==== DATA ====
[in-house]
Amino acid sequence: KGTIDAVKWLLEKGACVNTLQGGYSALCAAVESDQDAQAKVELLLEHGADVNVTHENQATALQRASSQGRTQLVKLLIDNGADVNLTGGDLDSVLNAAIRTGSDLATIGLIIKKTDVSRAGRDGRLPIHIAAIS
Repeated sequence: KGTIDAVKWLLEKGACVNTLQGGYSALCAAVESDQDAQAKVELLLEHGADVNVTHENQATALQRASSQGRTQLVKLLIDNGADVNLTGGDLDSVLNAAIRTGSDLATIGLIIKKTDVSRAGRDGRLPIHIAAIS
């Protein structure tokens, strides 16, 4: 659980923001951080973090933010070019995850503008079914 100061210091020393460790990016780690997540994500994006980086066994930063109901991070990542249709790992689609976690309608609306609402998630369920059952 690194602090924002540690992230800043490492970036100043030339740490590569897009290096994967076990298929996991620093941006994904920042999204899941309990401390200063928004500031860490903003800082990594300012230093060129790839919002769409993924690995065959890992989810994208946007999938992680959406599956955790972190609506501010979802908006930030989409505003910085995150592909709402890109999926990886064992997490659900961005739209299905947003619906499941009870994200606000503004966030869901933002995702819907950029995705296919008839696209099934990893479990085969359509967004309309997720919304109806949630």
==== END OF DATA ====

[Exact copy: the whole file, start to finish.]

[in-house]
Amino acid sequence: KGTIDAVKWLLEKGACVNTLQGGYSALCAAVESDQDAQAKVELLLEHGADVNVTHENQATALQRASSQGRTQLVKLLIDNGADVNLTGGDLDSVLNAAIRTGSDLATIGLIIKKTDVSRAGRDGRLPIHIAAIS
Repeated sequence: KGTIDAVKWLLEKGACVNTLQGGYSALCAAVESDQDAQAKVELLLEHGADVNVTHENQATALQRASSQGRTQLVKLLIDNGADVNLTGGDLDSVLNAAIRTGSDLATIGLIIKKTDVSRAGRDGRLPIHIAAIS
């Protein structure tokens, strides 16, 4: 659980923001951080973090933010070019995850503008079914 100061210091020393460790990016780690997540994500994006980086066994930063109901991070990542249709790992689609976690309608609306609402998630369920059952 690194602090924002540690992230800043490492970036100043030339740490590569897009290096994967076990298929996991620093941006994904920042999204899941309990401390200063928004500031860490903003800082990594300012230093060129790839919002769409993924690995065959890992989810994208946007999938992680959406599956955790972190609506501010979802908006930030989409505003910085995150592909709402890109999926990886064992997490659900961005739209299905947003619906499941009870994200606000503004966030869901933002995702819907950029995705296919008839696209099934990893479990085969359509967004309309997720919304109806949630």